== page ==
As we continued to measure and improve couples’ marriage health, we could cultivate continued buy-in and not worry about who was engaging because we were constantly adjusting our model to continually improve.
One of the easiest things we did was send out a survey to over 750 couples who attended our DateNightPhx event, and asked everyone for a ranking of environment, content, and current health of relationship. This was the quantitative side. Then we also asked for personal stories. The feedback we got off this began the cascade of changes we implemented in other areas of our ministry.
For example, we had people say that they didn’t want to be separated from their spouses when going through courses, and they wanted to have more fun versus feeling beat up. They wanted a little content, but more fun. That is why we decided to go with a 51% fun, 49% content in our efforts.
Throughout all of our programming, we asked people who were both in and out of the church what they wanted or thought and delivered on that, instead of forcing something they didn’t want to happen. We tried to find out WHAT they wanted to happen and helped make THAT happen—and stopped assuming we knew it all.
LIVING IN THE UNKNOWNS
This means we had to be willing to live in unknown unknowns. Let me explain. Picture a pie chart with three basic categories: the smallest piece on the chart is the KNOWN KNOWNS—for example, I KNOW my eyes are green.
The next piece slightly larger is the KNOWN UNKNOWNS, for example, I KNOW I DO NOT KNOW how to perform brain surgery.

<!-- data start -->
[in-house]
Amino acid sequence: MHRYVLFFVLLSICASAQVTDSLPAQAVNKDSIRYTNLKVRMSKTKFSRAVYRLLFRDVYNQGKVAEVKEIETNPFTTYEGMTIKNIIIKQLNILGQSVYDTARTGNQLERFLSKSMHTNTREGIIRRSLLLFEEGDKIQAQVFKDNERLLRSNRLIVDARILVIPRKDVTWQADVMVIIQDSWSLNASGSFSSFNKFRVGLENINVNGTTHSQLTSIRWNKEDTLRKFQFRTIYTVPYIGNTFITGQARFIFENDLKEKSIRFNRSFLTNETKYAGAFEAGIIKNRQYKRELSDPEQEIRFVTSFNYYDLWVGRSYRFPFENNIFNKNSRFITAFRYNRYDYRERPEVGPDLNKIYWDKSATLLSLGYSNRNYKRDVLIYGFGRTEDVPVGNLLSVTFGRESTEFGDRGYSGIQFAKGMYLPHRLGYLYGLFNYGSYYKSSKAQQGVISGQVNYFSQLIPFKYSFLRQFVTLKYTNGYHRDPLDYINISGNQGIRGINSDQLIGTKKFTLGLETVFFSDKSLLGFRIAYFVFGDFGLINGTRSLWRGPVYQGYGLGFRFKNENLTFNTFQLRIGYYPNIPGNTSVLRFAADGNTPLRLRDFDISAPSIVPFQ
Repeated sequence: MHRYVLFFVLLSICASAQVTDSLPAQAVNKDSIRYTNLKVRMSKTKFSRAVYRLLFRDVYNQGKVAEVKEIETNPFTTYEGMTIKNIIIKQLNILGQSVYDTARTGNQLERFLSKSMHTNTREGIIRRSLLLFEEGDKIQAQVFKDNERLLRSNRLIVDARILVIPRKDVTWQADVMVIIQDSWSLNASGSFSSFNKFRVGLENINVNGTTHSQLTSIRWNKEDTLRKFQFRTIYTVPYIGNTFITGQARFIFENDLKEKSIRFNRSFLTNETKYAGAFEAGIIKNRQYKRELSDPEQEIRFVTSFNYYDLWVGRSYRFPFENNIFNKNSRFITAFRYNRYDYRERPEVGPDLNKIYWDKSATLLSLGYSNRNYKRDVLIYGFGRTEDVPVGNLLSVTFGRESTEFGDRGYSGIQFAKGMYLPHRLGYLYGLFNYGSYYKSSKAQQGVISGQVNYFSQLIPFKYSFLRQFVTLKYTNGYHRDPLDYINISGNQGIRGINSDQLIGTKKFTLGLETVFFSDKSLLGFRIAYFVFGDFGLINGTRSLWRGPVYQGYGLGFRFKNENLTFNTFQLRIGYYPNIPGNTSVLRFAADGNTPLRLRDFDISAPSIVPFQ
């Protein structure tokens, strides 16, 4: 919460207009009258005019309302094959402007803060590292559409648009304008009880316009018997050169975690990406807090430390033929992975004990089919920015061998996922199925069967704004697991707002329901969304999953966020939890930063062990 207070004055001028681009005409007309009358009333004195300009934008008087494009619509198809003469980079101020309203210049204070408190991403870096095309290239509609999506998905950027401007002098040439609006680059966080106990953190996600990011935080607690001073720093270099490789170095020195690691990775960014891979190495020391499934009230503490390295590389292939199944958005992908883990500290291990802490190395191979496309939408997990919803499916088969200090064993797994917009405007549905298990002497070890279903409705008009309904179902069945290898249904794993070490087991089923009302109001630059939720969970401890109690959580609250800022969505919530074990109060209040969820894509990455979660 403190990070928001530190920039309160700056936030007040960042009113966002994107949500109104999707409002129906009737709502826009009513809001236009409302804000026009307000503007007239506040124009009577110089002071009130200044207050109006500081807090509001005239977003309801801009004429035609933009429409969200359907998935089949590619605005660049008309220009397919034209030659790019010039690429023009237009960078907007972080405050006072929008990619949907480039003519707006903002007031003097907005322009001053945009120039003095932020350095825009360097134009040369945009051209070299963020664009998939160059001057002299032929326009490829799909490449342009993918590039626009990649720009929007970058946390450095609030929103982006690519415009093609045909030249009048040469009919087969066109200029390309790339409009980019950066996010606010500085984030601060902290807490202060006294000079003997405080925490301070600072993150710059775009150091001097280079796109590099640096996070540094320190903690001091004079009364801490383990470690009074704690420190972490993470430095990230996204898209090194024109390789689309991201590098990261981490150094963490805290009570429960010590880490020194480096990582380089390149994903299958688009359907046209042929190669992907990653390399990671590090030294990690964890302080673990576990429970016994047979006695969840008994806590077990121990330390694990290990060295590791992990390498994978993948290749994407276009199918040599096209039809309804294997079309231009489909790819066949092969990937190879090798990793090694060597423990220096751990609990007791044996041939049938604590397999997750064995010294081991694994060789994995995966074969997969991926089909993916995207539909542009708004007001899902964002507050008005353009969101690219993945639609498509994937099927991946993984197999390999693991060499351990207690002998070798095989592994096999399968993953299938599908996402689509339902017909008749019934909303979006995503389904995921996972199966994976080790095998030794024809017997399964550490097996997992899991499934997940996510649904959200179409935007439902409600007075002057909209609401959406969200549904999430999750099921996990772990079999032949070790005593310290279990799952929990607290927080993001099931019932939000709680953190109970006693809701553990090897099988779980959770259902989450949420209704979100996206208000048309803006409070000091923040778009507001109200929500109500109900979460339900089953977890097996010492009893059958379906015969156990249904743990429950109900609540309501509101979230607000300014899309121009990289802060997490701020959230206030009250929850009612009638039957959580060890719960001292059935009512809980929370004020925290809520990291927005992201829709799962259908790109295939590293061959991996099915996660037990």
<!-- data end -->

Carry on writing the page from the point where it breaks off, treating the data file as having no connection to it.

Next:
The largest piece of the pie and maybe the most important is the UNKNOWN UNKNOWNS. An example of this is our willingness to listen, learn, and adapt as we begin to fill this piece of pie.
When we live in the UNKNOWN of UNKNOWNS, it frees us up from locking into one pattern! This piece of pie is where true learners live, and the investigation and constant monitoring and tweaking for continued improvements happens.
Don’t force or expect everyone to be in the same boat nor have the same desire. Leverage an approach that includes constant feedback and room for adjustments. Understanding who our people are and providing vision and direction is the one constant. People want to be known and empowered.
Matt Engel formerly worked as a Senior Director at Arizona State University, and then as Marriage Pastor at Mission Community Church in Phoenix, AZ. Matt is currently the Executive Vice President of Operations and Data Intelligence at Relationship Enrichment Collaborative.